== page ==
As fans, we can gather information over a lifetime that gives us a more accurate view of the actual hockey world. I remember when the NHL decided to give every team a week off during the season a few years ago, there was quite the brouhaha about the timing of these rest periods. Players and teams knew the value of a mid-season rest.
Ladies and gentlemen: I give you last night in Winnipeg.
I’m proud to be writing for The Athletic, and pleased to be part of a great team with Daniel Nugent-Bowman and Jonathan Willis. Here is our recent work.
- New Lowetide: Let’s make a final call on the Oilers’ 2016 draft class
- DNB: Re-sign Ryan Nugent-Hopkins? Free-agency targets? Oilers mailbag
- DNB: Oilers sign Dylan Holloway to ELC
- Jonathan Willis: Should the Oilers re-sign pending unrestricted free agent Tyson Barrie?
- Lowetide: Five Oilers prospects who deserve NHL tryouts now that the trade deadline has passed
- Lowetide: What are the Oilers’ ideal defensive pairings after picking up Dmitry Kulikov at the trade deadline
- DNB: Ken Holland’s quiet NHL trade deadline sets up Oilers for big moves later
- DNB: Why the Oilers not maximizing the trade deadline is both predictable and disappointing
- Jonathan Willis: What the Oilers are getting in trade deadline pickup Dmitry Kulikov: A cheap solution to a nagging problem
- Lowetide: What would the Oilers sacrifice if they traded their 2021 first-round pick?
- DNB: A year without Colby Cave
- DNB: To play them together or not? 97 and 29
- Lowetide: Are the 2020-21 Oilers better than the 2016-17 team?
- Lowetide: Evan Bouchard’s season of inactivity — what is the risk for the Oilers?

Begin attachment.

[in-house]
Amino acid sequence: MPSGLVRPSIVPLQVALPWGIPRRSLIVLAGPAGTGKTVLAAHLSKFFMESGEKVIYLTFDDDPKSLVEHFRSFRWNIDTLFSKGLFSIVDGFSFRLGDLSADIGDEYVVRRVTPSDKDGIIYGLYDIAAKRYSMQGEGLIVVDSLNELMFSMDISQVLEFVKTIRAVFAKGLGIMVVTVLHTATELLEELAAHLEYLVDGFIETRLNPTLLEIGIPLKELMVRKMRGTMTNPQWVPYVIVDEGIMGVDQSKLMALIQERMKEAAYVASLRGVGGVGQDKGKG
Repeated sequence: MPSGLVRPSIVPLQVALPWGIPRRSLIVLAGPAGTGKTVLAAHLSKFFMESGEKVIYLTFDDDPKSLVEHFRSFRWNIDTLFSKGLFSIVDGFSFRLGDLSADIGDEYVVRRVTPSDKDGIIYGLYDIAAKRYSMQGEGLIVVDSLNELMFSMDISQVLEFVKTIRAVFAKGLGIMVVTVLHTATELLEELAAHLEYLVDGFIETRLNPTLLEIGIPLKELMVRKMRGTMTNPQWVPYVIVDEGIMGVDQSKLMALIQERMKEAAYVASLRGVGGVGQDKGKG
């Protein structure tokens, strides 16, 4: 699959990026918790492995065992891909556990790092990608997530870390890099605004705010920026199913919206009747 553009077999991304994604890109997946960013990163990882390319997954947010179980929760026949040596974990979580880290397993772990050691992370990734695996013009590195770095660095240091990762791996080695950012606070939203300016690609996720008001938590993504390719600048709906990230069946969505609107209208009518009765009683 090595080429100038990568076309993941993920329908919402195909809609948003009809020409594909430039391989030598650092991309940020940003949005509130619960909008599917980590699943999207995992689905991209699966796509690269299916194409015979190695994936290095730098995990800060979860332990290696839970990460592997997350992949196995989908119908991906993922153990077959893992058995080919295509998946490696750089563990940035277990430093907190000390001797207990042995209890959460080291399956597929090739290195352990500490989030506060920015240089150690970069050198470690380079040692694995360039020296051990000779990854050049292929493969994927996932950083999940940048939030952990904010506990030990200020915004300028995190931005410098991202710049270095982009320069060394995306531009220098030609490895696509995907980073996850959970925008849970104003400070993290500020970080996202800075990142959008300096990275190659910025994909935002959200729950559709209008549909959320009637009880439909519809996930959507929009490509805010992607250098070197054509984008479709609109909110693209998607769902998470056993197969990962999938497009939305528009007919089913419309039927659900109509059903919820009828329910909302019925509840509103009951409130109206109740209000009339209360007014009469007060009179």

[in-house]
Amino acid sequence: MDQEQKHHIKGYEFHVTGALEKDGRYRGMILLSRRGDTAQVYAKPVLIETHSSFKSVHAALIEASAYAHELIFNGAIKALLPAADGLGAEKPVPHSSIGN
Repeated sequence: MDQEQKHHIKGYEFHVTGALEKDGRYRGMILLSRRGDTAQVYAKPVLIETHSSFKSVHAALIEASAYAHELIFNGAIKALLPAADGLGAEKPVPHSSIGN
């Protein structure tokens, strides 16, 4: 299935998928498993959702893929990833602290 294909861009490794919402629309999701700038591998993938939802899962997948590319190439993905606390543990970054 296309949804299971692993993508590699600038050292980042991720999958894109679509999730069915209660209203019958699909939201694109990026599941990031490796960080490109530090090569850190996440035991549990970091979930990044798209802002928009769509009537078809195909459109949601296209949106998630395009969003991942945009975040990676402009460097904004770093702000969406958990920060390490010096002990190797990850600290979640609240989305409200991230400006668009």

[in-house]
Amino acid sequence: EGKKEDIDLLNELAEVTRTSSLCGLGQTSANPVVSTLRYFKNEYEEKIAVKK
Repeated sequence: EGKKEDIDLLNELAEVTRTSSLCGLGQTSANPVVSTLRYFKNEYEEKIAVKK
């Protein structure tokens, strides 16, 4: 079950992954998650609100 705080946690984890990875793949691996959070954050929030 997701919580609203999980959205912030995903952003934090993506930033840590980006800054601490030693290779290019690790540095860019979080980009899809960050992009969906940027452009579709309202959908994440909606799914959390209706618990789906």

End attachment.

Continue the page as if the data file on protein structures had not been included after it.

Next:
- Lowetide: Every major transaction Ken Holland has made as Oilers GM
- Lowetide: Oilers’ top 20 prospects, trade deadline edition
OILERS AFTER 43 GAMES
- Oilers in 2015-16: 17-23-3, 37 points; goal differential -25
- Oilers in 2016-17: 21-15-7, 49 points; goal differential +3
- Oilers in 2017-18: 18-22-3, 39 points; goal differential -24
- Oilers in 2018-19: 20-20-3, 43 points; goal differential -11
- Oilers in 2019-20: 21-17-5, 47 points; goal differential -8
- Oilers in 2020-21: 26-15-2, 54 points; goal differential +13
We’re looking at a playoff team that could finish as high as second in the North Division and is basically a lock to face the Jets in the playoffs. That’s good, because Winnipeg has trouble with Edmonton. That’s bad because Winnipeg has a goalie who can shut the door and win a series.
WHAT TO EXPECT FROM APRIL
- At home to: Calgary (Expected: 1-0-0) (Actual 1-0-0)
- On the road to: Montreal, Ottawa, Ottawa, Calgary (Expected: 3-1-0) (Actual 2-1-1)
- On the road to: Winnipeg (Expected 0-1-0) (Actual 1-0-0)
- At home to: Montreal, Montreal (Expected 1-1-0) (Actual 0-0-0)
- On the road to: Winnipeg, Winnipeg (Expected 1-1-0) (Actual 0-0-0)
- At home to: Calgary (Expected 1-0-0) (Actual 0-0-0)
- Expected April record: 7-4-0, 14 points in 11 games
- Actual April record: 4-1-1, 9 points in 6 games
This team, more than any other since every Grant Fuhr team, has absolutely no memory. I’ve been thinking about the Calgary game for a week and the Oilers played like it never happened. That week of practice was manna from heaven.
LINES LAST NIGHT
- Draisaitl-McDavid-Puljujarvi played 13:39, going 5-7 shots, 1-0 goals, 5-0 HDSC and 12-15 Corsi five on five. Draisaitl had a pair of assists (five on five, PP) and two shots, two takeaways and a strong night at five on five FO’s (5-2). McDavid had a five on five and power-play assist like Draisaitl and two HDSC’s. He tried the Peter Mahovlich ‘split the seams’ play several times but no sale. He’s doing that for a reason, suspect he’s perfecting a power move or making sure the opponent guards against that kind of aggression. Puljujarvi scored a huge goal, No. 10 in Game 42 meaning he is on track for 20 goals in 82 games. Puljujarvi was physical, ran over a guy, had a takeaway and caused havoc all over.